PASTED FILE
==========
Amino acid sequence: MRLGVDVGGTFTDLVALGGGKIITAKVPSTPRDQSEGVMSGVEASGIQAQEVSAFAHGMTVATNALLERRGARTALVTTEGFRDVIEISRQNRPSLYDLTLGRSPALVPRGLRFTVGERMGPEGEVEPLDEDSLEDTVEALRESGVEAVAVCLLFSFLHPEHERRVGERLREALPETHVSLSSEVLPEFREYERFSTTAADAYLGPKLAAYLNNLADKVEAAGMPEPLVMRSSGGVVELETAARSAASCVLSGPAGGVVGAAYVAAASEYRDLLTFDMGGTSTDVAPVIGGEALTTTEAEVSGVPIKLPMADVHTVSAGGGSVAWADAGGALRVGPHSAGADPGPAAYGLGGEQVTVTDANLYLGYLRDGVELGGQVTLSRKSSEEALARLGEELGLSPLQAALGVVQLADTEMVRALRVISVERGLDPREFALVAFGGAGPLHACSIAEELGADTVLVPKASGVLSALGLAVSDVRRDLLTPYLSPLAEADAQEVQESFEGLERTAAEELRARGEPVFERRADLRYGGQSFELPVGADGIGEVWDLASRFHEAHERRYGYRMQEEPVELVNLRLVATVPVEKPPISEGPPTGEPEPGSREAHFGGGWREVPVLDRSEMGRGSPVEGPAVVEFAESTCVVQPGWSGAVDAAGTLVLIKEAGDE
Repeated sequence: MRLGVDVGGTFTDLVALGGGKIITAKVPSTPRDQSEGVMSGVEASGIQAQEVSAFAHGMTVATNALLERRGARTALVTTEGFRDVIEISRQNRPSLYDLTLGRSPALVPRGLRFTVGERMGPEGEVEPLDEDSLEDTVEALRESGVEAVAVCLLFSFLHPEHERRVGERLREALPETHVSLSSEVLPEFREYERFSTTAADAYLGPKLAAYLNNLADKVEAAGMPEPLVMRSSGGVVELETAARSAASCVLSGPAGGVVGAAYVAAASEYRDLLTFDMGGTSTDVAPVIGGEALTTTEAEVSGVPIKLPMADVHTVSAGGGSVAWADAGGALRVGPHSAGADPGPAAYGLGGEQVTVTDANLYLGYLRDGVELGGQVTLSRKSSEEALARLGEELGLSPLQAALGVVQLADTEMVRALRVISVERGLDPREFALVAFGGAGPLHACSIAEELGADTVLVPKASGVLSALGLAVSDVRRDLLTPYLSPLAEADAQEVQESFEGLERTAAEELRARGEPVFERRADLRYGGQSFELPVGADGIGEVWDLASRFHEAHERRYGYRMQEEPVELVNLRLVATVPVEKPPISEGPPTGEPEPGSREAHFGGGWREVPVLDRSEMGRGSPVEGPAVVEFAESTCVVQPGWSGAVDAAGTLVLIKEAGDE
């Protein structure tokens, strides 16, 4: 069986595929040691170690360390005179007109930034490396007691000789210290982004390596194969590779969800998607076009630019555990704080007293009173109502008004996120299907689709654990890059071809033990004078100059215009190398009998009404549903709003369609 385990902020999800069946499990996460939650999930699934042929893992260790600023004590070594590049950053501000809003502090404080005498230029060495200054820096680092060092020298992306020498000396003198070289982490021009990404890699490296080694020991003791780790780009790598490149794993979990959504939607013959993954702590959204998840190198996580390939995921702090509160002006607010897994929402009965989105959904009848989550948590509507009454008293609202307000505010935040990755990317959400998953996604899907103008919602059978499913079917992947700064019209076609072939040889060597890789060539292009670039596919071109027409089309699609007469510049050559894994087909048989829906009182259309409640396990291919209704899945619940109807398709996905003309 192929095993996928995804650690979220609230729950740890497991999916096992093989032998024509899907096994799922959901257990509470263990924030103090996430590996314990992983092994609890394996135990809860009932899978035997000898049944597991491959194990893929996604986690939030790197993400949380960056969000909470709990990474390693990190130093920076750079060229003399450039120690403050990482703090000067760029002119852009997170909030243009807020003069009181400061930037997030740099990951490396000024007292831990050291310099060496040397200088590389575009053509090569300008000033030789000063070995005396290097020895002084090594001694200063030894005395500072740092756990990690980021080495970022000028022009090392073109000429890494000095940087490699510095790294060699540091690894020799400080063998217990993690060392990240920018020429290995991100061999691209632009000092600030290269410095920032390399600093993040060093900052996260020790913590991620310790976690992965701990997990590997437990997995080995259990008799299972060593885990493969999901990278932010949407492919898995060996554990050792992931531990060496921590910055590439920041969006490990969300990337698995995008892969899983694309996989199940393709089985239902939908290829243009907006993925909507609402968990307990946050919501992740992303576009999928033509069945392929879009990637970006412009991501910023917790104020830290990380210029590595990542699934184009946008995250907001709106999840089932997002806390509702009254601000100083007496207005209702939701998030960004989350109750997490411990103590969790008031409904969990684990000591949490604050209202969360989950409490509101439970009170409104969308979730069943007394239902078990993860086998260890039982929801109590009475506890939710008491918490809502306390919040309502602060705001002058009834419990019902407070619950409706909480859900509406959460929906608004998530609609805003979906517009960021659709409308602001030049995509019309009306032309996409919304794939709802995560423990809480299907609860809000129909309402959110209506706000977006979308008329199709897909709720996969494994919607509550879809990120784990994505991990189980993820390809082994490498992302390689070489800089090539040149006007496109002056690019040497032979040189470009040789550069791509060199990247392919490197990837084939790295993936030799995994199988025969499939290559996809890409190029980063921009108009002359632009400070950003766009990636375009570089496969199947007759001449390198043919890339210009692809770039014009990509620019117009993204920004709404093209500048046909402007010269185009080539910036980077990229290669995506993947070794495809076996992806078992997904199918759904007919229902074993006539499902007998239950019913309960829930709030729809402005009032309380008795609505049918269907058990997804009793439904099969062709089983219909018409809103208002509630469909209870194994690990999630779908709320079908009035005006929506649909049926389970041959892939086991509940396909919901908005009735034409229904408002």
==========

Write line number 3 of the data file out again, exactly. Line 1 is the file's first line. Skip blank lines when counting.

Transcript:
């Protein structure tokens, strides 16, 4: 069986595929040691170690360390005179007109930034490396007691000789210290982004390596194969590779969800998607076009630019555990704080007293009173109502008004996120299907689709654990890059071809033990004078100059215009190398009998009404549903709003369609 385990902020999800069946499990996460939650999930699934042929893992260790600023004590070594590049950053501000809003502090404080005498230029060495200054820096680092060092020298992306020498000396003198070289982490021009990404890699490296080694020991003791780790780009790598490149794993979990959504939607013959993954702590959204998840190198996580390939995921702090509160002006607010897994929402009965989105959904009848989550948590509507009454008293609202307000505010935040990755990317959400998953996604899907103008919602059978499913079917992947700064019209076609072939040889060597890789060539292009670039596919071109027409089309699609007469510049050559894994087909048989829906009182259309409640396990291919209704899945619940109807398709996905003309 192929095993996928995804650690979220609230729950740890497991999916096992093989032998024509899907096994799922959901257990509470263990924030103090996430590996314990992983092994609890394996135990809860009932899978035997000898049944597991491959194990893929996604986690939030790197993400949380960056969000909470709990990474390693990190130093920076750079060229003399450039120690403050990482703090000067760029002119852009997170909030243009807020003069009181400061930037997030740099990951490396000024007292831990050291310099060496040397200088590389575009053509090569300008000033030789000063070995005396290097020895002084090594001694200063030894005395500072740092756990990690980021080495970022000028022009090392073109000429890494000095940087490699510095790294060699540091690894020799400080063998217990993690060392990240920018020429290995991100061999691209632009000092600030290269410095920032390399600093993040060093900052996260020790913590991620310790976690992965701990997990590997437990997995080995259990008799299972060593885990493969999901990278932010949407492919898995060996554990050792992931531990060496921590910055590439920041969006490990969300990337698995995008892969899983694309996989199940393709089985239902939908290829243009907006993925909507609402968990307990946050919501992740992303576009999928033509069945392929879009990637970006412009991501910023917790104020830290990380210029590595990542699934184009946008995250907001709106999840089932997002806390509702009254601000100083007496207005209702939701998030960004989350109750997490411990103590969790008031409904969990684990000591949490604050209202969360989950409490509101439970009170409104969308979730069943007394239902078990993860086998260890039982929801109590009475506890939710008491918490809502306390919040309502602060705001002058009834419990019902407070619950409706909480859900509406959460929906608004998530609609805003979906517009960021659709409308602001030049995509019309009306032309996409919304794939709802995560423990809480299907609860809000129909309402959110209506706000977006979308008329199709897909709720996969494994919607509550879809990120784990994505991990189980993820390809082994490498992302390689070489800089090539040149006007496109002056690019040497032979040189470009040789550069791509060199990247392919490197990837084939790295993936030799995994199988025969499939290559996809890409190029980063921009108009002359632009400070950003766009990636375009570089496969199947007759001449390198043919890339210009692809770039014009990509620019117009993204920004709404093209500048046909402007010269185009080539910036980077990229290669995506993947070794495809076996992806078992997904199918759904007919229902074993006539499902007998239950019913309960829930709030729809402005009032309380008795609505049918269907058990997804009793439904099969062709089983219909018409809103208002509630469909209870194994690990999630779908709320079908009035005006929506649909049926389970041959892939086991509940396909919901908005009735034409229904408002």